Pepper Seeds

Redskin Pepper in the Garden

I decided to try the Redskin pepper, even knowing my track record with bell peppers hasn’t exactly been stellar.  But I have to admit to being impressed with Redskin.  Finally, a bell pepper that actually produces for me in South Florida!

Planting Redskin Pepper

Redskin PepperI had to plant this versatile pepper from seed, as there were none in the local garden shops.   The plant started out a little spindly at first, but started growing nicely once in the garden.

Given my luck with bell peppers, I planted 4 Redskins, hoping at least 1 would produce some peppers.  Whoa!  They all are producing nice little bells.

Now Redskin doesn’t grow as large as traditional bell peppers, but it’s a great “personal size” snack.  My peppers are around 4″ long and maybe 2.5″ wide.  The taste is quite pleasing, even when green.  And speaking of color, this pepper is red when fully ripe.

Low-Growing Pepper

This pepper is a low growing pepper — wider than it is tall.  This makes it fantastic for growing in containers!  In fact, I have 3 of my Redskins in containers and only one in the ground (and yes, they do grow a bit taller in the ground).

For someone who traditionally cannot grow bell peppers, this one is thriving and gets an “A” in my book!  Looks to me like I will have plenty this year.  So if you’ve been having problems growing bell peppers, this is one variety I recommend you trying.

Pretty Purple Pepper in the Garden

Pretty Purple Pepper is not only a variety name, but an accurate description of the plant and its fruit!  Let’s talk a little about growing this wonderful pepper variety in the garden.

How Does it Look?

Pretty Purple PepperIt’s really hard to capture with a photo how lovely both the plant and the peppers are!  The stems are a deep purple-maroon color, and the leaves have a violet sheen to them (which I can’t seem to capture).  And the peppers — they are a gorgeous, glowing purple.

This pepper has been quite hardy in my garden.  It’s faced a near-freeze with grace, and is thriving in a 3-gallon container.  I drop by it at least once a day because it’s a feast for my eyes.

(You can click on the photo for a larger image.)

Germinating the Seeds

I find that germinating seeds for this pepper to be easy.  Even in a cooler temperature than normal, the plant came up within 10 days.  I imagine that if I used a heat mat, that would shorten to 5-7 days.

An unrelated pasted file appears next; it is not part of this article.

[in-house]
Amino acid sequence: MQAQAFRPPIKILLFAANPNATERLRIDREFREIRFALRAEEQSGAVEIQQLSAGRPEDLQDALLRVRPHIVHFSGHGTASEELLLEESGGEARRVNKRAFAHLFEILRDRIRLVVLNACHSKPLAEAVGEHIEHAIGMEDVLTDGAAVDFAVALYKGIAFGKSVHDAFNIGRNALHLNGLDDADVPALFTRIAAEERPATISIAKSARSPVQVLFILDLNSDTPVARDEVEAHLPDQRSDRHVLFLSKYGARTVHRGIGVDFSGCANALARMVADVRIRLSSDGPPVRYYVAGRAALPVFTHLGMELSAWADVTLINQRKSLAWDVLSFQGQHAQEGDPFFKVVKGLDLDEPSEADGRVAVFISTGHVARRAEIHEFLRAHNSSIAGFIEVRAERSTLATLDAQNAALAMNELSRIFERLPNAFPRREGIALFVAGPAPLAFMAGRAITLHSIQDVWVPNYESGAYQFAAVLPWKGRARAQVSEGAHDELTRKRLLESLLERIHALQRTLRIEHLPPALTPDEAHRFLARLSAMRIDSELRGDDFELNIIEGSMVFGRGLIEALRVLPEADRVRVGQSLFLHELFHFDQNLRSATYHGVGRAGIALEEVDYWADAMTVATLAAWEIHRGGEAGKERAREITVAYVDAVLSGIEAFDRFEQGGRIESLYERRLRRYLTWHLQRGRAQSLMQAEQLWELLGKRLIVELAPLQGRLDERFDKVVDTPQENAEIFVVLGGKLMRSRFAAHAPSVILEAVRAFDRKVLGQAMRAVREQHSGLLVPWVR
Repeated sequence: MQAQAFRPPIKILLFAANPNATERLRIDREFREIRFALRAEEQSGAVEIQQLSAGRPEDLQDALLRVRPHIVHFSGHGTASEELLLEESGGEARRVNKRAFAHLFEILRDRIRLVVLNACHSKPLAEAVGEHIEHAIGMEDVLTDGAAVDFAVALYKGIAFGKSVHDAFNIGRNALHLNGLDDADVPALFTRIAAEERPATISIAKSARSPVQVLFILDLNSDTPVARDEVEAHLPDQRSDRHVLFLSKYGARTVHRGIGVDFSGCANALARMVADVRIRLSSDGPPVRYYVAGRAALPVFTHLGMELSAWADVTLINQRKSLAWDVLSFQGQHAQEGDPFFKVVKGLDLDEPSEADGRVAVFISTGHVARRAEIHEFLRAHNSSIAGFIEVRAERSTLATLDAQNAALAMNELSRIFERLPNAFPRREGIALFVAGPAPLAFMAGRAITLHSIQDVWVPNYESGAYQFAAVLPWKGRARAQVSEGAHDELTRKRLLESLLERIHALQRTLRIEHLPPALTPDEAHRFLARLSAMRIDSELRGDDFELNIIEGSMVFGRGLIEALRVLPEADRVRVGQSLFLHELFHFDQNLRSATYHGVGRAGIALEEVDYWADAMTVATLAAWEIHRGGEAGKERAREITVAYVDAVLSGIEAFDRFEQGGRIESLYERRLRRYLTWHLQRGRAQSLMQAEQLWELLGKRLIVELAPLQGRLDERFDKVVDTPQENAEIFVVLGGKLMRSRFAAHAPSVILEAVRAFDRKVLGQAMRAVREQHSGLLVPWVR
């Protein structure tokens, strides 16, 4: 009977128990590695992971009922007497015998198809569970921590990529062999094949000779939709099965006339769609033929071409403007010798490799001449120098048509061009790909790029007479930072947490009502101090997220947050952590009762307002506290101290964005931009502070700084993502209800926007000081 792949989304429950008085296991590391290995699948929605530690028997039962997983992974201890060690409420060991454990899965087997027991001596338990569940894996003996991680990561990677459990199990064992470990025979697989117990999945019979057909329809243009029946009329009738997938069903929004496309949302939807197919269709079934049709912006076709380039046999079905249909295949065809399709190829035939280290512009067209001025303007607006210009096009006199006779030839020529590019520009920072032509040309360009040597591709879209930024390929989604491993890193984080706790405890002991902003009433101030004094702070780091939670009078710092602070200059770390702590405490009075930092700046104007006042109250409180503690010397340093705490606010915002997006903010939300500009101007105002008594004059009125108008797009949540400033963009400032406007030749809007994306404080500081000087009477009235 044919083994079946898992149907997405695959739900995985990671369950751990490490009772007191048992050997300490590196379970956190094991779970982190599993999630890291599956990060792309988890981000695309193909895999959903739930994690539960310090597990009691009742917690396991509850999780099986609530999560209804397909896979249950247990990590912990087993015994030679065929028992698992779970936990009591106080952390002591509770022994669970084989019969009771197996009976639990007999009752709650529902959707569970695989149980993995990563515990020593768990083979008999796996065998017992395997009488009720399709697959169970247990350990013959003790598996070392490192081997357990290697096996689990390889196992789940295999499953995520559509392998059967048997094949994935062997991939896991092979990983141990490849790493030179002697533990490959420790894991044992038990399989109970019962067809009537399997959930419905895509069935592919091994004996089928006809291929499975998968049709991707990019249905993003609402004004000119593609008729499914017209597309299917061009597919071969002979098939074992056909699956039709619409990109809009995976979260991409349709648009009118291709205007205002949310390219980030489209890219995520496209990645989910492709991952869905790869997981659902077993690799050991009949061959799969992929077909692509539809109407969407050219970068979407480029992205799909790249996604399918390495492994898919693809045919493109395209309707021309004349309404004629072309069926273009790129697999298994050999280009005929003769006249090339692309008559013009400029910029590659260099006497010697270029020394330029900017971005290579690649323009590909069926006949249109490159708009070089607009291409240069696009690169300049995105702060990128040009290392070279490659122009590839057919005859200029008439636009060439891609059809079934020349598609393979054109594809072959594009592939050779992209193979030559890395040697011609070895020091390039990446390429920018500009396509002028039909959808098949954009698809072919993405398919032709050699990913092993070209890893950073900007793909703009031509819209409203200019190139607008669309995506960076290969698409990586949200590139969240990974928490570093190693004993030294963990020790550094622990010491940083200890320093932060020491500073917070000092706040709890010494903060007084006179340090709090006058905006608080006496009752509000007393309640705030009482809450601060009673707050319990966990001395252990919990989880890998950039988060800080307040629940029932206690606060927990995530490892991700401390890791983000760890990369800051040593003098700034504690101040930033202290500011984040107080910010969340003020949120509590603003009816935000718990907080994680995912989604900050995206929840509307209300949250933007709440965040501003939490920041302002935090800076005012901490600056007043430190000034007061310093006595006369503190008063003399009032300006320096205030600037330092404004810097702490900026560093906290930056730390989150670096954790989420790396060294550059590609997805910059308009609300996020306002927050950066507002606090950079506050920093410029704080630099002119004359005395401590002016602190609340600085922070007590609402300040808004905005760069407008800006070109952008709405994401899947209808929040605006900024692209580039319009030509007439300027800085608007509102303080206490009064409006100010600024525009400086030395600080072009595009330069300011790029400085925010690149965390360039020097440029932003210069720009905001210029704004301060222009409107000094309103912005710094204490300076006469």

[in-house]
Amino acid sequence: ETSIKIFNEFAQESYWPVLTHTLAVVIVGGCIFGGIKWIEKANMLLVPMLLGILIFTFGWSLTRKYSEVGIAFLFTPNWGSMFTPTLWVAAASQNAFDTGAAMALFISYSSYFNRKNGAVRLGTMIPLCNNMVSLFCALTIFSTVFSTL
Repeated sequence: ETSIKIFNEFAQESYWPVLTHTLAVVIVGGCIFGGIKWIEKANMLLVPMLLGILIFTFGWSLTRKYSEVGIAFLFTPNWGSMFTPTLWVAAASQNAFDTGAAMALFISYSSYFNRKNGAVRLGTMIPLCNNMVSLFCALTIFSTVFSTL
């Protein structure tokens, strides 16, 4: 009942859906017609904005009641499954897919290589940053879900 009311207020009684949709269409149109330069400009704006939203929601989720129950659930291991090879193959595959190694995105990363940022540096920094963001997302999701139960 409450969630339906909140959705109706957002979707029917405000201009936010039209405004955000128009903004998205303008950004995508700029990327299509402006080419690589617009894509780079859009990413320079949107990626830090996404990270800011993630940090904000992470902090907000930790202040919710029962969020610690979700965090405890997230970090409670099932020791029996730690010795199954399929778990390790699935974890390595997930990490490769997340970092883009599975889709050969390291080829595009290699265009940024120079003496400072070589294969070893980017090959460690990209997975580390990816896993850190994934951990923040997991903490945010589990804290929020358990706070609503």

I germinated this particular plant at cooler-than-normal temperatures as an experiment.  Pretty Purple Pepper sprouted well, but the other seeds had a hard time, and most didn’t germinate at all.

(Here’s more information about germinating hot pepper seeds, if you need a few tips.)

Container Growing

I mentioned that I am currently growing this plant in a 3-gallon container, and it is thriving.  While it would do better in the ground, it’s quite suitable for a lovely container plant on a patio.  Not only is the plant pleasing to look at but it also has purple-and-white flowers.  When the plant has flowers and peppers at the same time, it’s a sight to behold!

Other Hints for Pretty Purple Pepper

As I mentioned, this plant has had some tough conditions.  Not only has it faced temperatures in the 30’s, but it’s also faced extended periods of high winds.  The weather has been dry, and sometimes the soil isn’t as damp as I’m sure the plant would like.  Through all this, Pretty Purple Pepper has sailed on without a problem.

What About Eating Them?

You can certainly eat these peppers, but they are quite hot — my guess is around 40,000 Scoville Units.  I don’t eat a lot of them, because they are so lovely on the plant.  But I reccomend them  in stir-fries and also for a vinegar pepper.  And although I haven’t tried them as such, I imagine they would be good pickled.

I like Pretty Purple Pepper, and it has an ongoing spot in my garden.  I hope you like it too!
Pretty Purple Pepper

Update

Here’s another photo just a couple weeks later of the same plant!